In the photo: Baby Quoddle Credit: The Eco Baby Company
Q. What challenges has The Eco Baby Company faced as it has continued to operate?
It’s definitely challenging for us to find some products, because our main goal is not to have things for the sake of having them. We want things to have a function. As a result, sometimes it’s hard to find products that meet our standards. For example, we didn’t bring in a baby bottle for quite a while, because we weren’t comfortable with the silicone nipples that were on the market and we definitely didn’t want to bring in plastic baby bottles. So we had the option of having glass bottles, which are great but often still have a silicone nipple. We looked and we looked, until finally we came into contact with a company called Baby Quoddle. They’re out of Australia, and they have created a glass bottle with a natural rubber nipple. There’s actually no plastic component in it at all. Most bottles will have a plastic cap that you use to secure the nipple onto the bottle, so that was a huge bonus because were okay with dealing with that plastic cap. That was the first bottle that we brought in, and it’s a number one seller for us. We’re actually the only company in the US that sells those bottles right now.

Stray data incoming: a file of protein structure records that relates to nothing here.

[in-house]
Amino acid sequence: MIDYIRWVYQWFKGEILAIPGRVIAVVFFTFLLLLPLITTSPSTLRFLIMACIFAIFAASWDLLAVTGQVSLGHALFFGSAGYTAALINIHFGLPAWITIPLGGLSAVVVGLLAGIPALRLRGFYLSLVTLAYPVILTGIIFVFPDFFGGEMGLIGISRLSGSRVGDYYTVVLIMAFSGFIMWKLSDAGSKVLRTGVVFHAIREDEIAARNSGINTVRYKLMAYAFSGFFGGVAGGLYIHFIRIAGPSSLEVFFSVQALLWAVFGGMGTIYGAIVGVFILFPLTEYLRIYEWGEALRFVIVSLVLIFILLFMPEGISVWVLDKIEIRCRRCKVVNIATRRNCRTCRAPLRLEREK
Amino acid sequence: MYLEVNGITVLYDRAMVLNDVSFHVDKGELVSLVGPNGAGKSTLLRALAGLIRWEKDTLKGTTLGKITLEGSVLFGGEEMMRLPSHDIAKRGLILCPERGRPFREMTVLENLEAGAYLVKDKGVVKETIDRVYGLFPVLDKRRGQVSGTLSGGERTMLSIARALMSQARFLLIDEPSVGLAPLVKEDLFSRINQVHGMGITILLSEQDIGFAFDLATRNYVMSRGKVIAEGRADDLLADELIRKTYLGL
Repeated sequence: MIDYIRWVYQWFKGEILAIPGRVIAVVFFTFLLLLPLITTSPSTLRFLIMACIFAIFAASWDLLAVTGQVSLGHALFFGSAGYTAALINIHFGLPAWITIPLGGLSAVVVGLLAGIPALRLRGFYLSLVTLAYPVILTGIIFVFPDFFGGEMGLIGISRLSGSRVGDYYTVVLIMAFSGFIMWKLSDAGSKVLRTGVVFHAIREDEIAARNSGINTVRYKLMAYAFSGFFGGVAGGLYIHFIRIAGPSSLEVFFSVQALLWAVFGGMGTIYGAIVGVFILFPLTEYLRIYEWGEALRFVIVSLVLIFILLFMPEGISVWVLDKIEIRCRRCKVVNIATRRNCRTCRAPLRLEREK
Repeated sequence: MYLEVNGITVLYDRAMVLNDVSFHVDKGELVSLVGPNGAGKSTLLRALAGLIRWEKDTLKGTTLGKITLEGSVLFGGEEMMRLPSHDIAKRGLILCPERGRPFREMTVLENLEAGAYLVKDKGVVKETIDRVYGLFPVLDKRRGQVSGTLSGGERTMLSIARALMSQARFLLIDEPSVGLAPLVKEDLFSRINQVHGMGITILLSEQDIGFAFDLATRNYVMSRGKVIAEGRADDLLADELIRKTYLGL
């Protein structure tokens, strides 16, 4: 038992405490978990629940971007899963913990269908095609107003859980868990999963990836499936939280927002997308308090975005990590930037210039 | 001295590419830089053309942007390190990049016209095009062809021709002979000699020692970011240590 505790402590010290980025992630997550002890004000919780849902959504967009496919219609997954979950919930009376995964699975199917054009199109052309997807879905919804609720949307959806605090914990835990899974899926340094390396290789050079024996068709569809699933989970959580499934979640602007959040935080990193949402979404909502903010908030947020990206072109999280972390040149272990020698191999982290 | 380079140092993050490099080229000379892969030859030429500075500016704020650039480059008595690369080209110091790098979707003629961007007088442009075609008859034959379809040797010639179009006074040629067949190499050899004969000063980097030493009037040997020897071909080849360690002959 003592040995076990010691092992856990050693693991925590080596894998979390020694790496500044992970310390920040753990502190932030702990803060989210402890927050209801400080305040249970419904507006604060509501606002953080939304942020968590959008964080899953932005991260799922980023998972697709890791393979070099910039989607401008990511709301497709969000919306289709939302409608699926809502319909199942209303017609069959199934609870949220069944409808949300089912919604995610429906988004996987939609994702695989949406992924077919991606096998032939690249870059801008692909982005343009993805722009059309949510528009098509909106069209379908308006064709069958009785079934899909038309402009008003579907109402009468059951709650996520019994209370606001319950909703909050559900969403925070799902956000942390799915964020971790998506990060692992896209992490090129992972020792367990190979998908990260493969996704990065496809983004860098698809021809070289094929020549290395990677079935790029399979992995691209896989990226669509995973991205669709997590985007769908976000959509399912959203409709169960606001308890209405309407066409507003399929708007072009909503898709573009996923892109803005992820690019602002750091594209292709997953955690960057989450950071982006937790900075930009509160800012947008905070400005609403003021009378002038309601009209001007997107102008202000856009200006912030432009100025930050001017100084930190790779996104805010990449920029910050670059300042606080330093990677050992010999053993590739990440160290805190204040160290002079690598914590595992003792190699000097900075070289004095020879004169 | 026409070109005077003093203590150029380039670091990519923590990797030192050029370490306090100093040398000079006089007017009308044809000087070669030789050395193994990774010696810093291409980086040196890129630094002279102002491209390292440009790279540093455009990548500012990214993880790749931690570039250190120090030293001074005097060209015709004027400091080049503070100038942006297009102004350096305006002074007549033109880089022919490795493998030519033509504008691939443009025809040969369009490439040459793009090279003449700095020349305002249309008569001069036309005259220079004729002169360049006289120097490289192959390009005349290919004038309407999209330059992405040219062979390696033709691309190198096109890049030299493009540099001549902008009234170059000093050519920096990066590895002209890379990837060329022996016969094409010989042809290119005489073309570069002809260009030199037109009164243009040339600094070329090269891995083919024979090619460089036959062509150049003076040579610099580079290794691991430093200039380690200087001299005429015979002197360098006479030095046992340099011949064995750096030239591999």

It’s things like that that have led us to say, “I’m okay with going without some of these essentials.” Most babies need bottles if you’re not breastfeeding 24/7, but I didn’t want to sacrifice quality just to get something in here. We’re slowly building out our product lines like diapers, bottles, baby wipes, and pacifiers, but we’re still trying to bring in a few more things that are both basic necessities and plastic-free. I think that sourcing is something many businesses struggle with, but as a new business developing those relationships can be challenging.